Stay off of ice-covered ponds and lakes: ‘There’s no such thing as 100% safe ice’
BARGERSVILLE, Ind. (WISH) — The winter storm that brought snow, gusty winds, and subzero temperatures to Indiana also caused ice to form on many lakes and ponds, creating a dangerous — and possibly deadly — environment for anyone who ventures out on it.
“With temperatures fluctuating up and down and a predicted warm-up this week, these ponds can become a death trap if someone falls through the ice,” Mike Pruitt, deputy chief of the Bargersville Fire Department, said in a statement Monday.
Pruitt says ponds do not freeze evenly, especially in central and southern Indiana.
“There is no such thing as 100% safe ice,” Pruitt added.
Anyone who sees children playing on the ice should call the police and tell the kids to get off of the ice surface, according to Pruitt.
Pruitt also suggests keeping pets on a leash away from the ice.
“Animals will venture onto the pond and fall through. Let first responders retrieve the pet or any other animal,” Pruitt said.
If you see someone fall through the ice, call 911 right away and, if possible, throw something to the person like a rope, extension cord, or anything that will float. Never venture out to make the rescue.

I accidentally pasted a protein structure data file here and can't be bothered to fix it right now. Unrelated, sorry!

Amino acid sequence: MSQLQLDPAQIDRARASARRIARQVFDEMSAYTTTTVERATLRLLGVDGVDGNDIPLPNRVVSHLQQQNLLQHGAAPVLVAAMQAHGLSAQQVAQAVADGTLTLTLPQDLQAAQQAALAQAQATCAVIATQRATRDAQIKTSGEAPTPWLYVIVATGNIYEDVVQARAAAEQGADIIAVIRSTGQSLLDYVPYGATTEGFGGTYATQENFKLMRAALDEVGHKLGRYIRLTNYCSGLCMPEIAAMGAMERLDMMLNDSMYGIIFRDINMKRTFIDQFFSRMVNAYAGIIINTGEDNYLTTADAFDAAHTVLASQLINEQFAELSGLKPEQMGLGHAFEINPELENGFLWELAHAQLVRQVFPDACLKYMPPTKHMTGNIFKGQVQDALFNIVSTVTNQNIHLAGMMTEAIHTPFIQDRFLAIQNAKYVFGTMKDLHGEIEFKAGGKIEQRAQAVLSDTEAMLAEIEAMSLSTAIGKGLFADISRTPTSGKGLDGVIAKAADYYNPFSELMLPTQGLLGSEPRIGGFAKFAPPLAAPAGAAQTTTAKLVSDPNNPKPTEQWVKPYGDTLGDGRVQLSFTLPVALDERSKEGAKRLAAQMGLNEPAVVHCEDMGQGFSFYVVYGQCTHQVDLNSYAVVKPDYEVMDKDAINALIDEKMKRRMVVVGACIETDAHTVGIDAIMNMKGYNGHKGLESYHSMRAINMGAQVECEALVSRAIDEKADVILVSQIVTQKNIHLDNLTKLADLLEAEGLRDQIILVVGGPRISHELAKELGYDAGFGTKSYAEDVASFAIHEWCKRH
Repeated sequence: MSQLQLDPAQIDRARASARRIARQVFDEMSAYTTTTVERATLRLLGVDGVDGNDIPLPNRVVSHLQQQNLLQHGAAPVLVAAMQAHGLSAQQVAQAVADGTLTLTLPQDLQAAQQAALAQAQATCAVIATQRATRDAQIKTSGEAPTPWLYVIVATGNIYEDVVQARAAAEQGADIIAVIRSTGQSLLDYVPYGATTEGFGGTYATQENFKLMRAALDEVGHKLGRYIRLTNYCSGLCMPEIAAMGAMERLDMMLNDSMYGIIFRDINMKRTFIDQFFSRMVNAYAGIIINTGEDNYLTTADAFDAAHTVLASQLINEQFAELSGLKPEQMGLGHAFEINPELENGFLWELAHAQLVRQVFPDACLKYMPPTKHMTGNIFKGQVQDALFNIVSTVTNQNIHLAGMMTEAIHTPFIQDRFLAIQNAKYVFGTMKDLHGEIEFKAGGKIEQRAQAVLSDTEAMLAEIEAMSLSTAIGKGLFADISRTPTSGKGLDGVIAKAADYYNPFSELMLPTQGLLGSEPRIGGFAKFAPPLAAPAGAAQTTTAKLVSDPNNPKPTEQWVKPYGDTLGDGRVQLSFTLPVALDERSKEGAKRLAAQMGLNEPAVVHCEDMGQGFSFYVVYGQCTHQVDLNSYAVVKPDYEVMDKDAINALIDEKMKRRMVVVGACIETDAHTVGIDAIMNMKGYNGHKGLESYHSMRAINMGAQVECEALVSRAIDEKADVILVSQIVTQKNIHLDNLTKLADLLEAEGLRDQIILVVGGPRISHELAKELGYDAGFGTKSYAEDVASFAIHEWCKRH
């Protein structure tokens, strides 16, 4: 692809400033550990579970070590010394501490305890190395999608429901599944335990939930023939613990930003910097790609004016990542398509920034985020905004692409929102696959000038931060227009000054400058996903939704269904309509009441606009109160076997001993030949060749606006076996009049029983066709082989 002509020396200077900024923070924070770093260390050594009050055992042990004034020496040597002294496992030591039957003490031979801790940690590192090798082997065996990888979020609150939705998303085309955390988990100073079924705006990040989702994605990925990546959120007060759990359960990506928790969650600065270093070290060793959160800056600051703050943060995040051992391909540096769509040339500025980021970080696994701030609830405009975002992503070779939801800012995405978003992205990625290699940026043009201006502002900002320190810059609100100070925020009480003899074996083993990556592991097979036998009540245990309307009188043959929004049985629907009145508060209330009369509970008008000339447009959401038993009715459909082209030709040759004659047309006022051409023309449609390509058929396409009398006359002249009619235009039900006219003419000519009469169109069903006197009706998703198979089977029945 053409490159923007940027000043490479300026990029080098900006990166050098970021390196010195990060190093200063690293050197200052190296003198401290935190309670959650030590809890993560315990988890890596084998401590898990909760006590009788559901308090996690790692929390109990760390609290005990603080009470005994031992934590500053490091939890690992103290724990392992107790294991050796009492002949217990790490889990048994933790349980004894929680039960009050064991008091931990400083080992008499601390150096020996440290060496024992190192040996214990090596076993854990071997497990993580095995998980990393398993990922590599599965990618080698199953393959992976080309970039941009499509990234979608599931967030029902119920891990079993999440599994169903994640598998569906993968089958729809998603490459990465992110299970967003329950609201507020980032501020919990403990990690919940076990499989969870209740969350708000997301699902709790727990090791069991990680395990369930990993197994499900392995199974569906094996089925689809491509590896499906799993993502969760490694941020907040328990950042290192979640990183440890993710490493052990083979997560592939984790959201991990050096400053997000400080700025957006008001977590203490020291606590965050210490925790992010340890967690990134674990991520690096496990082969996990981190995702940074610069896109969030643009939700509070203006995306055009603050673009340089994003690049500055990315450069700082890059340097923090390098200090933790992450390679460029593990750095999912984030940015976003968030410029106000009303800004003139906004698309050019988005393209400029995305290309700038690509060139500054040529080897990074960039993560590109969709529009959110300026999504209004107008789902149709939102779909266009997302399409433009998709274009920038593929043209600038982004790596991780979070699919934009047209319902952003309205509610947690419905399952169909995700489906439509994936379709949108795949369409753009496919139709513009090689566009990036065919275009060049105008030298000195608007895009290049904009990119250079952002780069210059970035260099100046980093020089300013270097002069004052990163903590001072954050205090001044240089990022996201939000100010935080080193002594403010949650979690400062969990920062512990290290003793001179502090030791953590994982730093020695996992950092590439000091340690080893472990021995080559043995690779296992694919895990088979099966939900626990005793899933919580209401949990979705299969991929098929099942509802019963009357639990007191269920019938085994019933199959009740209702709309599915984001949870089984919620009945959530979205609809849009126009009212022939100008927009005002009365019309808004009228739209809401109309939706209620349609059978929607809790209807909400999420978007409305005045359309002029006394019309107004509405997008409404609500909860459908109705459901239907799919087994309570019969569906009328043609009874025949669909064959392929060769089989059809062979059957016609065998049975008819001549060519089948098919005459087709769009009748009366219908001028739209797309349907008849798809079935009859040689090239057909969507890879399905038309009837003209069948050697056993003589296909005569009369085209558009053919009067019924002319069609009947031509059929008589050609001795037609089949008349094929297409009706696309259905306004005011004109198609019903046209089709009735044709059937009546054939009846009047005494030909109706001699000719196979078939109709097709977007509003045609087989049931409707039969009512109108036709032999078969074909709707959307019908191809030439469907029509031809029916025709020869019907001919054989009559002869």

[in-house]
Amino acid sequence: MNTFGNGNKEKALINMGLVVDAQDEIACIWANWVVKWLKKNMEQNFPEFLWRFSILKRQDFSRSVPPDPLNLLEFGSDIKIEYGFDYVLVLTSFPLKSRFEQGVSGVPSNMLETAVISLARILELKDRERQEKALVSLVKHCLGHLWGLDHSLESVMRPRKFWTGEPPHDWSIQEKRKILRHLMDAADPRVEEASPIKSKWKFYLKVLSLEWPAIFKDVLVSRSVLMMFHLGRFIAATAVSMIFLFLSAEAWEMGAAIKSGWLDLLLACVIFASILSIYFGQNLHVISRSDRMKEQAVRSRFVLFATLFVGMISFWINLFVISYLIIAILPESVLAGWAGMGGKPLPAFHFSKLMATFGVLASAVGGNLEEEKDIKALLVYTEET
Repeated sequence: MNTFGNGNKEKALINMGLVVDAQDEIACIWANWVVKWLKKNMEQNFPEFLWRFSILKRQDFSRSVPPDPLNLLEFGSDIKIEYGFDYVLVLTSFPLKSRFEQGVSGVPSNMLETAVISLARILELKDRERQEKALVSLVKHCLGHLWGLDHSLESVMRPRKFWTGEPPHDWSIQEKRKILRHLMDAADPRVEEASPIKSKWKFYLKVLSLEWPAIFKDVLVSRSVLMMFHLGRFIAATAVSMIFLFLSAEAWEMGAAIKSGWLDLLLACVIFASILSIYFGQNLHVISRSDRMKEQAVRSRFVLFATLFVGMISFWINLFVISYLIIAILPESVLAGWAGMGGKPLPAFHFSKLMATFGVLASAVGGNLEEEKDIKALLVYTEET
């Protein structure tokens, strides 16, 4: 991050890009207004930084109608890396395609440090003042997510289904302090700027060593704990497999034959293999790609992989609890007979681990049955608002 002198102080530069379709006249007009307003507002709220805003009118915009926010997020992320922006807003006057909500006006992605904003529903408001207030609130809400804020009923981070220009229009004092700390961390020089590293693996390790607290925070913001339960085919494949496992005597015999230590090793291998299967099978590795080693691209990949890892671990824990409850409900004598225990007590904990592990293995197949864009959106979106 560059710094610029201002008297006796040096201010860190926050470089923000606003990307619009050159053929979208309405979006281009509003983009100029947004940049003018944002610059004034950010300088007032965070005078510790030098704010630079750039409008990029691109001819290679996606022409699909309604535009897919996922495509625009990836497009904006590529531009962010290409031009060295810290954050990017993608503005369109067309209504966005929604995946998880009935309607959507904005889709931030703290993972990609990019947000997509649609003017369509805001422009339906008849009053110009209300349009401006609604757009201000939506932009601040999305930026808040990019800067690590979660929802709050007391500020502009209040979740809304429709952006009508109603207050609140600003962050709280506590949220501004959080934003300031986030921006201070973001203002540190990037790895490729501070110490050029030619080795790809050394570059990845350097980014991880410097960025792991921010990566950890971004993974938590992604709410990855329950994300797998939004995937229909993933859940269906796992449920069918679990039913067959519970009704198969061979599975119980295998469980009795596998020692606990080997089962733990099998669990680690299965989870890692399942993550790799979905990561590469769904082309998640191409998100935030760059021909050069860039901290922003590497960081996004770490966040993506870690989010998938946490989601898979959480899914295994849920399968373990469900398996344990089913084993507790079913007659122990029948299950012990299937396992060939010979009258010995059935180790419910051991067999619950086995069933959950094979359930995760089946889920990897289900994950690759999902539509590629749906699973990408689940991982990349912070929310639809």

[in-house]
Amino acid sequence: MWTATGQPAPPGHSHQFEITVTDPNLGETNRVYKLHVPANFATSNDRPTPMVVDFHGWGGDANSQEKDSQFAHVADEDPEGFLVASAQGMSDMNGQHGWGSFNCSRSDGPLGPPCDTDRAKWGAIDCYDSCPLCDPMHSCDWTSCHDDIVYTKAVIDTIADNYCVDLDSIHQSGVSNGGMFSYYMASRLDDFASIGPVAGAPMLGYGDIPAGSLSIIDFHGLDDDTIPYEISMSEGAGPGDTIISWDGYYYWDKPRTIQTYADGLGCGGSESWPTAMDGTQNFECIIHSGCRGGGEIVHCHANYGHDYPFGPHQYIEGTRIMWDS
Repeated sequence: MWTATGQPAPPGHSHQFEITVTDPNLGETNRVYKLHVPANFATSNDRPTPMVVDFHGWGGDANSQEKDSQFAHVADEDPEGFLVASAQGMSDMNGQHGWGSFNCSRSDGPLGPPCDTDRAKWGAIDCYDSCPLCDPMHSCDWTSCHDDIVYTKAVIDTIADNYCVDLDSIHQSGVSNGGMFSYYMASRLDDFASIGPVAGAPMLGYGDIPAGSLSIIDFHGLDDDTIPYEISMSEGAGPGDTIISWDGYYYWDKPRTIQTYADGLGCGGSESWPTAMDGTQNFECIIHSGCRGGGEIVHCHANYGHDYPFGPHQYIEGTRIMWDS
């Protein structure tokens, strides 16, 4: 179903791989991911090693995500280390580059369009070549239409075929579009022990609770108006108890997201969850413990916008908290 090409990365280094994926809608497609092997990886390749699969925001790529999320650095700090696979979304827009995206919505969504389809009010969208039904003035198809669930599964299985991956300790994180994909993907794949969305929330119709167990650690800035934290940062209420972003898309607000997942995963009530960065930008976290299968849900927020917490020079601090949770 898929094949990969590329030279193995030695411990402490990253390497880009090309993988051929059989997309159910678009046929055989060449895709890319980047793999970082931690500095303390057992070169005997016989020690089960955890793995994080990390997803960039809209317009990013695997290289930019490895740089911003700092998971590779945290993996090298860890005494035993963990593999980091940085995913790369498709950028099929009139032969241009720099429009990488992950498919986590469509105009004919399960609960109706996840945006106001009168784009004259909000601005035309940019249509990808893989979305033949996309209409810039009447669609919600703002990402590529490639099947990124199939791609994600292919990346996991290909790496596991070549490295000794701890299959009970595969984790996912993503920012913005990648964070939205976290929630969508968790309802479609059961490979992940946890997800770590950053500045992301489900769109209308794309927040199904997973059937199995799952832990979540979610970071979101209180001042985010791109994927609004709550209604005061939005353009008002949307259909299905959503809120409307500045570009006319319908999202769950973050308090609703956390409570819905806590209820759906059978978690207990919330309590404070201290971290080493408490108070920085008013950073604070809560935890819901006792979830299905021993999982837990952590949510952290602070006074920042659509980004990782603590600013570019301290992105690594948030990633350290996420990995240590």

The Indiana Department of Natural Resources also has some safety tips, including:
- Before going on the ice, leave a note of your whereabouts with a friend or family member.
- If you don’t know the thickness of the ice, don‘t go on it.
- Some bodies of water can appear to be frozen solid but have thin ice in several potentially unexpected areas.
- Flowing water, such as rivers and streams, should be avoided when covered by a layer of ice.
Anyone who wants to go ice fishing or snowmobiling should always test the ice beforehand with an ice auger — but don’t do this alone, says Indiana DNR. A thickness of at least 4 inches of ice is recommended for ice fishing; 5 inches is recommended for snowmobiling. When out on the ice, carry ice hooks and rope gear, and always wear a life jacket or flotation coat.
Visit the Indiana DNR website for more tips.